So when we had the opportunity to hike to the bottom of the Canyon with my stepdad, stay two nights at Phantom Ranch, and climb back out of the Canyon, I jumped on it. Our 10-year-old hikes a lot with me, and my husband runs marathons, so I wasn't too worried about our ability to make the hike. My stepdad had just done it in March, so we knew he was able to make it. I thought we were golden...
We got up very early on the day of our trek down, grabbed an expensive McDonald's breakfast, and got to the trailhead. We were "all optimism" at this point, looking forward to the 7-mile hike to Phantom Ranch. The beginning of the trip was cool, quick, and fun.
It got hotter, of course, as the sun rose in the sky. It also gets hotter as you descend the canyon. In some places, the rock walls are darker in color and radiate heat in addition to the sun's. We got a bit tired, rested regularly, and continued down. About 4.5 miles down, I began to feel exhausted. I slowed everyone down. Finally, my stepdad took off to drop his backpack at the bottom, planning to return to carry my backpack for me.
The footing was very rough along the South Kaibab trail. I began to have difficulty staying steady. I was drinking regularly and eating as much as I could. I didn't feel sick or cold, both signs of heat exhaustion. I was just exhausted, I thought. My husband lagged behind a bit because of the unsteady footing, as my daughter and I struggled down the canyon. We were getting low on water and were trying to conserve.
About 5.5 miles down the trail, I was suddenly and completely unable to breathe. I gasped in, trying to get air, and made a whistling squeak. My daughter laughed and said, "Who's making that funny sound?" I collapsed on the trail, grabbing for my inhaler as I realized I was in the midst of the worst asthma attack I'd ever had. I couldn't even breathe in enough air to breathe in the medicine. It was terrifying for both of us!
I continued to try to inhale the medicine, getting a little improvement each time. I was able to avoid totally blacking out, but only barely. By this time, I had crawled into a small piece of shade, and my husband had caught up with us. He told me to stay in the shade while he took our daughter to Grandpa, dropped his pack, and came back for me. I had to promise that I wouldn't try to stand up, not that I felt capable of such a thing.
I crawled a little farther down the trail to some deeper shade, leaving my pack behind. There were three people in the small circle of shade, but they welcomed me. In fact, they brought my pack down and arranged it so I could put my feet up on it. I immediately fell asleep or passed out; I honestly don't know which. The people were still there when I woke up. They said they were staying with me until my husband arrived. I thanked them and we prayed together. We all rested for another stretch of time, with time being so distorted for me that I don't have any idea of how long.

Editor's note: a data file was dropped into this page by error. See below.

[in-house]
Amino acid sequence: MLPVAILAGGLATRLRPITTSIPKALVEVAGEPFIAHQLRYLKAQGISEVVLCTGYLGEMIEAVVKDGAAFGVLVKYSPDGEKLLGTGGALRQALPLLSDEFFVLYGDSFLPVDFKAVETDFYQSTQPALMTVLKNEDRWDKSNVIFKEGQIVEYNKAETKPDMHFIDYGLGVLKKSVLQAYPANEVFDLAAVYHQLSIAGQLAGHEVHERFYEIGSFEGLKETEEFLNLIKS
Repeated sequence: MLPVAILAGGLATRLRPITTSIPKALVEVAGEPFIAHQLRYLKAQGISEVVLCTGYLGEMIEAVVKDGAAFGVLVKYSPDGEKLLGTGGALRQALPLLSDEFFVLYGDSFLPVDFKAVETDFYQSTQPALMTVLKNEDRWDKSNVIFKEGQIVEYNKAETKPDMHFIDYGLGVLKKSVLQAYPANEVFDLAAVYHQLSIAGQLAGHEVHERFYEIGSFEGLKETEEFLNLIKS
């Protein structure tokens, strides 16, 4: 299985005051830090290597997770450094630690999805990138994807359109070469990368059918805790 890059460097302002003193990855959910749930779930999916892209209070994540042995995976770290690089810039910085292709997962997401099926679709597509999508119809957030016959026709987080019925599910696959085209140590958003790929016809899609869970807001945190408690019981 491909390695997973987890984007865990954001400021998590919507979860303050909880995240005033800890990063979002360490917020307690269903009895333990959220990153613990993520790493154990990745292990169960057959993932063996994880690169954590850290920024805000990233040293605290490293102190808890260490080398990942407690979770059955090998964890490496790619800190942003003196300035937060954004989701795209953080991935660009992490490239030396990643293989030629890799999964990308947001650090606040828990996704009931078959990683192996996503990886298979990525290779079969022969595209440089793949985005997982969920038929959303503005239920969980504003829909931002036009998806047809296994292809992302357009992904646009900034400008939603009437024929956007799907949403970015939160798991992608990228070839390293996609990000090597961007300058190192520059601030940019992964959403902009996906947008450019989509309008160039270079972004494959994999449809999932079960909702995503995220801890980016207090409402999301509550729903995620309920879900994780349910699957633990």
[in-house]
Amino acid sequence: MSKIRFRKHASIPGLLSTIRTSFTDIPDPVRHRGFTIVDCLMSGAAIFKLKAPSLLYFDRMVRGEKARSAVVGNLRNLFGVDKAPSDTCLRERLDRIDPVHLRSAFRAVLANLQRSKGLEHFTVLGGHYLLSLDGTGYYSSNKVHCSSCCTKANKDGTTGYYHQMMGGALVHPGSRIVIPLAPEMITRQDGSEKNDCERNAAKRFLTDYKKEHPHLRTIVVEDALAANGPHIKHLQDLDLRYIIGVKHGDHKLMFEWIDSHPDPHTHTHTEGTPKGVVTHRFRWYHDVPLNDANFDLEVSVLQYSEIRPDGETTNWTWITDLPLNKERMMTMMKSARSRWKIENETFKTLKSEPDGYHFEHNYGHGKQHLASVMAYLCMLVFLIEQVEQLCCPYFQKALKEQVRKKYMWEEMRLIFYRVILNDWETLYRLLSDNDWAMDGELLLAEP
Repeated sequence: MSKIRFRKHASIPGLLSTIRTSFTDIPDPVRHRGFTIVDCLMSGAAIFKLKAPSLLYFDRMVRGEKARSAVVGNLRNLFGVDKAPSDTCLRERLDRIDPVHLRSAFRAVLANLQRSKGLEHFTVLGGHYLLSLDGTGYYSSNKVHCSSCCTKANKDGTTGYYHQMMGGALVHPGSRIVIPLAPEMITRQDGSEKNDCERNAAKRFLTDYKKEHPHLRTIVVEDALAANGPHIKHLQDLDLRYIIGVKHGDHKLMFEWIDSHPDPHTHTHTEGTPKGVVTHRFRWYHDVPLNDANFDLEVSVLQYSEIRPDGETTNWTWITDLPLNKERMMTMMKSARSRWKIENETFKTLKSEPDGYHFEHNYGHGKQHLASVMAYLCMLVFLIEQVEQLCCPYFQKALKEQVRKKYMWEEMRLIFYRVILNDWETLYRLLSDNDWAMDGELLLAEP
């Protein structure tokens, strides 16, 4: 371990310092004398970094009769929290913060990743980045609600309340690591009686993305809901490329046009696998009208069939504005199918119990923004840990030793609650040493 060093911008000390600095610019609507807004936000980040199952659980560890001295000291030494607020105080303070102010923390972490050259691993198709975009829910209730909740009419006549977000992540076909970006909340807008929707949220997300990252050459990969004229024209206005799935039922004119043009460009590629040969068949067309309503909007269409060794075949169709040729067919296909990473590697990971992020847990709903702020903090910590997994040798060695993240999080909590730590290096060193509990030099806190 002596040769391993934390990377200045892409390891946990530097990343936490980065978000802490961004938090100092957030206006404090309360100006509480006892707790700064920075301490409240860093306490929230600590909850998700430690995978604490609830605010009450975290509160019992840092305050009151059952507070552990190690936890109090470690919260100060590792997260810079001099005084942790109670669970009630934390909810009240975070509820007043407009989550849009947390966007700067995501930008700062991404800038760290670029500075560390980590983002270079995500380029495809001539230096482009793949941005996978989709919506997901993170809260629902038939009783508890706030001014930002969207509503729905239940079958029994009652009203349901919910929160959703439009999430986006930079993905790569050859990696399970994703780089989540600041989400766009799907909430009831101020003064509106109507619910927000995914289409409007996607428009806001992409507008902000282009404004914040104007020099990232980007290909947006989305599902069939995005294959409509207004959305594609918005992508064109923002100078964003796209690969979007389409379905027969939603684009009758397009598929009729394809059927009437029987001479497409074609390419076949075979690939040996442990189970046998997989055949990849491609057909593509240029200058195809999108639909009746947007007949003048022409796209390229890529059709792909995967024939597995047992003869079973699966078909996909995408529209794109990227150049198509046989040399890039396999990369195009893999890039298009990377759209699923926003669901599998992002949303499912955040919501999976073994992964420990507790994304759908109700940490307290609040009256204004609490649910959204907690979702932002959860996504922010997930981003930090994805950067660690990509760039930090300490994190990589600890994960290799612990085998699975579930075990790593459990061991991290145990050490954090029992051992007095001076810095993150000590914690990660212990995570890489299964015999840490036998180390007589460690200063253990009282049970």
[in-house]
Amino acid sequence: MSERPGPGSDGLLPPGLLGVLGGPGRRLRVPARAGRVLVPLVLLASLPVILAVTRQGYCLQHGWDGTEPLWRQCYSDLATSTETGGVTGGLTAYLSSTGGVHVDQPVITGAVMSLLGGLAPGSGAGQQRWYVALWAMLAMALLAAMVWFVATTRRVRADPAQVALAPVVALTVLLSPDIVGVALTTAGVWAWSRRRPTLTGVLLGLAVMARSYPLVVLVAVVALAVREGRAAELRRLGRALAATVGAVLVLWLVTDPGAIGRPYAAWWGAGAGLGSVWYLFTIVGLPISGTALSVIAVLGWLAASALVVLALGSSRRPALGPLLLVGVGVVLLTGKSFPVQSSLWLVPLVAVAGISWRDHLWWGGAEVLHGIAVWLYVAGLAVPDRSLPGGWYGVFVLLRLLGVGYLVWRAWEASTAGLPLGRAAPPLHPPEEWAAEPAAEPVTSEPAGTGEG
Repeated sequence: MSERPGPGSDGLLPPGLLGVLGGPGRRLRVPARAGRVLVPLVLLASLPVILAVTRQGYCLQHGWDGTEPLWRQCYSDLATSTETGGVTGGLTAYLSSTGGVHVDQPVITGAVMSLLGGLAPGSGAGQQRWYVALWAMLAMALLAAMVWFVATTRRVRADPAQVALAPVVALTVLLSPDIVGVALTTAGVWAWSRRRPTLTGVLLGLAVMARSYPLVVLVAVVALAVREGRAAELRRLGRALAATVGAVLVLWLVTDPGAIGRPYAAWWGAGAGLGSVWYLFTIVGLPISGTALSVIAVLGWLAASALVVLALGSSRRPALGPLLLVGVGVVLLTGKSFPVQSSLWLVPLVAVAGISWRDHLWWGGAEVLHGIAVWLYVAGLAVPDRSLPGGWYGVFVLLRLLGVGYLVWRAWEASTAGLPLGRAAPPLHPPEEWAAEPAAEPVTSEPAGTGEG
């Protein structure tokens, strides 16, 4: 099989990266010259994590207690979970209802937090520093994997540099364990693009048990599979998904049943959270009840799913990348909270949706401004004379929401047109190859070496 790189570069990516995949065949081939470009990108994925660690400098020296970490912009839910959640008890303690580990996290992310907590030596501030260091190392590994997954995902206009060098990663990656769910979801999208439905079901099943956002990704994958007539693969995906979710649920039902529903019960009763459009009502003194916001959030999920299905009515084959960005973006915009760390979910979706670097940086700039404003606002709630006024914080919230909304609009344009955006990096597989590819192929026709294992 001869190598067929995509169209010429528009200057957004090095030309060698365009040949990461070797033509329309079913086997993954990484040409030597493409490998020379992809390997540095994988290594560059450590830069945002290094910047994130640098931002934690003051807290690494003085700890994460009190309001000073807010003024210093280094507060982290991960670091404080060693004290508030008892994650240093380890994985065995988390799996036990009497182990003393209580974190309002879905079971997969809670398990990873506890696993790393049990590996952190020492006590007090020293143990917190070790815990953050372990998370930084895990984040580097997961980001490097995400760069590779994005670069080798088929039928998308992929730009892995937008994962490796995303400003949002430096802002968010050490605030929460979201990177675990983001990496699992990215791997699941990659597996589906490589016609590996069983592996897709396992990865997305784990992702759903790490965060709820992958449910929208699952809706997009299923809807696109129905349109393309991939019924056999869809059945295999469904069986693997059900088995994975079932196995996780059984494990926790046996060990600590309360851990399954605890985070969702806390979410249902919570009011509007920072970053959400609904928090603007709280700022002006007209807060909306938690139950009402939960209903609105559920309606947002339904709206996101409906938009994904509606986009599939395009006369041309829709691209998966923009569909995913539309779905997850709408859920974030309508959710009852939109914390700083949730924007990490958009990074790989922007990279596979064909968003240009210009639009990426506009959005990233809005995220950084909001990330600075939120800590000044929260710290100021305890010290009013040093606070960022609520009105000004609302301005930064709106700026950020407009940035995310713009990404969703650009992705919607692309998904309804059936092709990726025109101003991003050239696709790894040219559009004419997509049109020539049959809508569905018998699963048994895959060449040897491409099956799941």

Eventually, they saw my husband down the trail, running our way. They took off, saying they would give three whistles when they met him so I would know how long it would be. Hearing those three whistles was awesome! My husband had brought water with him, which I drank thirstily. He had left our daughter with Grandpa, who had also gotten exhausted.
It took me two hours, ten doses of medicine, and a lot of assistance to reach the bottom of the canyon. I wheezed the entire way and collapsed into the creek to cool off. The trip, which was supposed to have taken 4-6 hours, had taken a total of more than 10 hours for me.
I had learned a lot: First, I did have exercise-induced asthma, even though I'd always thought I only had allergy-induced asthma. Second, the first symptom of my exercise-induced asthma seemed to be a feeling of complete exhaustion. If I used my rescue inhaler at that point, I could probably avoid the extreme asthma attack. Third, this was my first and last hiking trip to the bottom of the Grand Canyon.
I had spent a lot of time praying during that hike. I had spent a lot of time thinking while I sat in the shady space with my helpers. It seemed to me like this hike was a lot like the slippery slope of being captured by sin. The place I had found myself, completely at the mercy of my asthma, had seemed like such a surprise. I had no idea why my body was struggling so, just like we often have no idea why our lives are becoming increasingly difficult as we slip into sin. It's only when our whole lives collapse that we recognize the signs that marked our sin problem.
There are signs, both of asthma and of being overtaken by sin. We have to watch for them! We must stay awake and be ready! (Luke 12:35) For me, knowing the signs of my exercise-induced asthma opened my eyes to many times when I had been experiencing asthma symptoms without realizing it (over the course of several years). As Christians, we must pray that God will open our eyes to the signs of our slippery slide into sinfulness. We must be diligent in our examination of our lives. And we must act when we see signs of sin.
Because I was aware of the asthma signs, I was able to hike out of the Canyon after a day of planned rest. It took a long time, 14 doses of medication, and some help with my pack, but I made it without any collapses or acute asthma symptoms. Even though it rained for about 3 miles, making us really cold, and the trail was almost twice as long (but mostly less steep and more shaded), we all did it!
God is good.
PS I will be seeing my doctor in about a week to discuss managing my asthma better.